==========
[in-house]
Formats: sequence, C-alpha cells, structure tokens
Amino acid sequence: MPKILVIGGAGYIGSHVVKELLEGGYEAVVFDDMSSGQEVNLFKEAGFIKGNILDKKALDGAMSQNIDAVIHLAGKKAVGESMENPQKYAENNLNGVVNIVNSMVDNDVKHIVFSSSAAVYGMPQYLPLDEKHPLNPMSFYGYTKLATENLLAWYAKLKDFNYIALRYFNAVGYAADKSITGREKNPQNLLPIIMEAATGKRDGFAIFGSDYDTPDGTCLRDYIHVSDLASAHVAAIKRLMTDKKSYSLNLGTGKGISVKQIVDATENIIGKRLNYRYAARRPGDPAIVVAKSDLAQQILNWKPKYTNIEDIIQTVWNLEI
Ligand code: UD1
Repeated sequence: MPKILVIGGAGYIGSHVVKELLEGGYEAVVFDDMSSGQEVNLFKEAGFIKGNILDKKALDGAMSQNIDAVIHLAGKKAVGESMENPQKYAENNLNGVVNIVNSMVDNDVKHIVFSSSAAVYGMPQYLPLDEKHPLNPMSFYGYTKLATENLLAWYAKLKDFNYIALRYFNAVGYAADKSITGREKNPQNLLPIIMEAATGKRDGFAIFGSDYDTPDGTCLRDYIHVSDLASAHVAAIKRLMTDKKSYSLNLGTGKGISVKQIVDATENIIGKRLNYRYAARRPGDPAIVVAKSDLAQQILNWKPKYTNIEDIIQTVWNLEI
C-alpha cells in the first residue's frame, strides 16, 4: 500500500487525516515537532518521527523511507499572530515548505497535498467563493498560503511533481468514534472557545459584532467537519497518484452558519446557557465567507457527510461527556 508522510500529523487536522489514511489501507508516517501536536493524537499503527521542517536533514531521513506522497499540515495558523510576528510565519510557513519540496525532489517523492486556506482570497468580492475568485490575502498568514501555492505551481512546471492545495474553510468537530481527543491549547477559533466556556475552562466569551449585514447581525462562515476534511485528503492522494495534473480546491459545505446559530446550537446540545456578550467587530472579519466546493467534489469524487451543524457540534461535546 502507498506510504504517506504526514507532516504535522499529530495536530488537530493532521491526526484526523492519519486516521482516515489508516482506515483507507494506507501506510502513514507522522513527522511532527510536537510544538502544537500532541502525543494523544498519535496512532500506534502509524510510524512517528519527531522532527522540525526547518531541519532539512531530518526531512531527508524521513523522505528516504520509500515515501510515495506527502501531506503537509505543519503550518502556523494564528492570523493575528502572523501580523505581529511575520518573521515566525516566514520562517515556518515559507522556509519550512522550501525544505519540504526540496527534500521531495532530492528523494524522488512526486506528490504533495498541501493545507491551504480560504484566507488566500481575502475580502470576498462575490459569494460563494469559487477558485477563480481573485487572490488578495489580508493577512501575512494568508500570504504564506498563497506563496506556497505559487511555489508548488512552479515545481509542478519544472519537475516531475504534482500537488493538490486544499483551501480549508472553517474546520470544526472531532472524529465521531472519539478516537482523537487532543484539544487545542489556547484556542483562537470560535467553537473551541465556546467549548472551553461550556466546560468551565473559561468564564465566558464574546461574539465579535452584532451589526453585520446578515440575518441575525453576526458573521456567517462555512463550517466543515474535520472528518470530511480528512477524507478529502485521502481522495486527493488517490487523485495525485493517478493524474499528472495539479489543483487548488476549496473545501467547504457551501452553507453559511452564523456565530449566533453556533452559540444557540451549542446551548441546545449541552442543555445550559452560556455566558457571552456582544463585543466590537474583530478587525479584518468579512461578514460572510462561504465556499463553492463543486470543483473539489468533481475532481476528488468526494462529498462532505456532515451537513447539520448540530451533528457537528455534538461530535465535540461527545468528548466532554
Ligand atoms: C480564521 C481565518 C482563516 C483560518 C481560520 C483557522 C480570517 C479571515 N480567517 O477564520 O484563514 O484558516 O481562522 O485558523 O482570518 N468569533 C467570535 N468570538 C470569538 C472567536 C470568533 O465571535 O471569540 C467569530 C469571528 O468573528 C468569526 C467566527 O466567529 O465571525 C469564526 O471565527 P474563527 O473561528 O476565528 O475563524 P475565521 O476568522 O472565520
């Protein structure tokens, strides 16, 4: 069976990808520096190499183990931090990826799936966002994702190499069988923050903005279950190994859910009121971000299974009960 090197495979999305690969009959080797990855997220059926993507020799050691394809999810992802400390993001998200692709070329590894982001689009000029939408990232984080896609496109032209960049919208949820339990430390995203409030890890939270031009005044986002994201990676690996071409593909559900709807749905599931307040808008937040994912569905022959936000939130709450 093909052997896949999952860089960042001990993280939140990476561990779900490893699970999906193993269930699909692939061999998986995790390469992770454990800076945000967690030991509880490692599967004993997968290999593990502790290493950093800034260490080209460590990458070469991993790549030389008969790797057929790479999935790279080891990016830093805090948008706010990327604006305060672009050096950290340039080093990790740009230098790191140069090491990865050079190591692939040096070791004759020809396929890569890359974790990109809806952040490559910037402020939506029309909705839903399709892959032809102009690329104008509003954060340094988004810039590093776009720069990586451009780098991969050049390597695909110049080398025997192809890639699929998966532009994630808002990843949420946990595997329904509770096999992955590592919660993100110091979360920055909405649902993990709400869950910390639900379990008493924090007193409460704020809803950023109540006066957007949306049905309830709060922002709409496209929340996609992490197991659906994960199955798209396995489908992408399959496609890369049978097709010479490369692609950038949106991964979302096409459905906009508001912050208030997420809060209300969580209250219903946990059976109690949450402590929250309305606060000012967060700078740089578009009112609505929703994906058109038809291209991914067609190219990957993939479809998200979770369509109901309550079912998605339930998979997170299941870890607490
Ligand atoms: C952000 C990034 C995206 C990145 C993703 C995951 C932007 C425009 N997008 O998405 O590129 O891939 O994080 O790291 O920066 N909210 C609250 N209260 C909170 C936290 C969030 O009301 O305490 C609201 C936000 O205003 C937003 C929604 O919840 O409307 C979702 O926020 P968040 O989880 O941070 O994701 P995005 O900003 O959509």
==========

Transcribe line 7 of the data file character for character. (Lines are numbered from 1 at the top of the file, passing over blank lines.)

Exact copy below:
Ligand atoms: C480564521 C481565518 C482563516 C483560518 C481560520 C483557522 C480570517 C479571515 N480567517 O477564520 O484563514 O484558516 O481562522 O485558523 O482570518 N468569533 C467570535 N468570538 C470569538 C472567536 C470568533 O465571535 O471569540 C467569530 C469571528 O468573528 C468569526 C467566527 O466567529 O465571525 C469564526 O471565527 P474563527 O473561528 O476565528 O475563524 P475565521 O476568522 O472565520